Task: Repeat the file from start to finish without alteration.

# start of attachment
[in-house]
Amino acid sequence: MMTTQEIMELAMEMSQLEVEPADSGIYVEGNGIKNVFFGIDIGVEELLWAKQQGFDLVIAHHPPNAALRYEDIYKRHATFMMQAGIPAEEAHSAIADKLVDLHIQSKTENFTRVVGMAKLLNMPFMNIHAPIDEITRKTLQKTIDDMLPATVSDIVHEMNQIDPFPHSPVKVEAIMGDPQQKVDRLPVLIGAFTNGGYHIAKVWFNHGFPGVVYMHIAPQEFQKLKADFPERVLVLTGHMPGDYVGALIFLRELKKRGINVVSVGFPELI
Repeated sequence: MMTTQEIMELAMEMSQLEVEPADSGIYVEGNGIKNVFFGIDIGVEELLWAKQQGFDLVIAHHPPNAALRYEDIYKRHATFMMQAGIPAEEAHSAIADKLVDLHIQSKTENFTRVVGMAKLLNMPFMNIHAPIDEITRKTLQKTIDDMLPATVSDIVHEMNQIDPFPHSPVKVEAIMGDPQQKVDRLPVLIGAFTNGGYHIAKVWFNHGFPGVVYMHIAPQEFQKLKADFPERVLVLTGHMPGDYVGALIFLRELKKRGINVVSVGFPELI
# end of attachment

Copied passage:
[in-house]
Amino acid sequence: MMTTQEIMELAMEMSQLEVEPADSGIYVEGNGIKNVFFGIDIGVEELLWAKQQGFDLVIAHHPPNAALRYEDIYKRHATFMMQAGIPAEEAHSAIADKLVDLHIQSKTENFTRVVGMAKLLNMPFMNIHAPIDEITRKTLQKTIDDMLPATVSDIVHEMNQIDPFPHSPVKVEAIMGDPQQKVDRLPVLIGAFTNGGYHIAKVWFNHGFPGVVYMHIAPQEFQKLKADFPERVLVLTGHMPGDYVGALIFLRELKKRGINVVSVGFPELI
Repeated sequence: MMTTQEIMELAMEMSQLEVEPADSGIYVEGNGIKNVFFGIDIGVEELLWAKQQGFDLVIAHHPPNAALRYEDIYKRHATFMMQAGIPAEEAHSAIADKLVDLHIQSKTENFTRVVGMAKLLNMPFMNIHAPIDEITRKTLQKTIDDMLPATVSDIVHEMNQIDPFPHSPVKVEAIMGDPQQKVDRLPVLIGAFTNGGYHIAKVWFNHGFPGVVYMHIAPQEFQKLKADFPERVLVLTGHMPGDYVGALIFLRELKKRGINVVSVGFPELI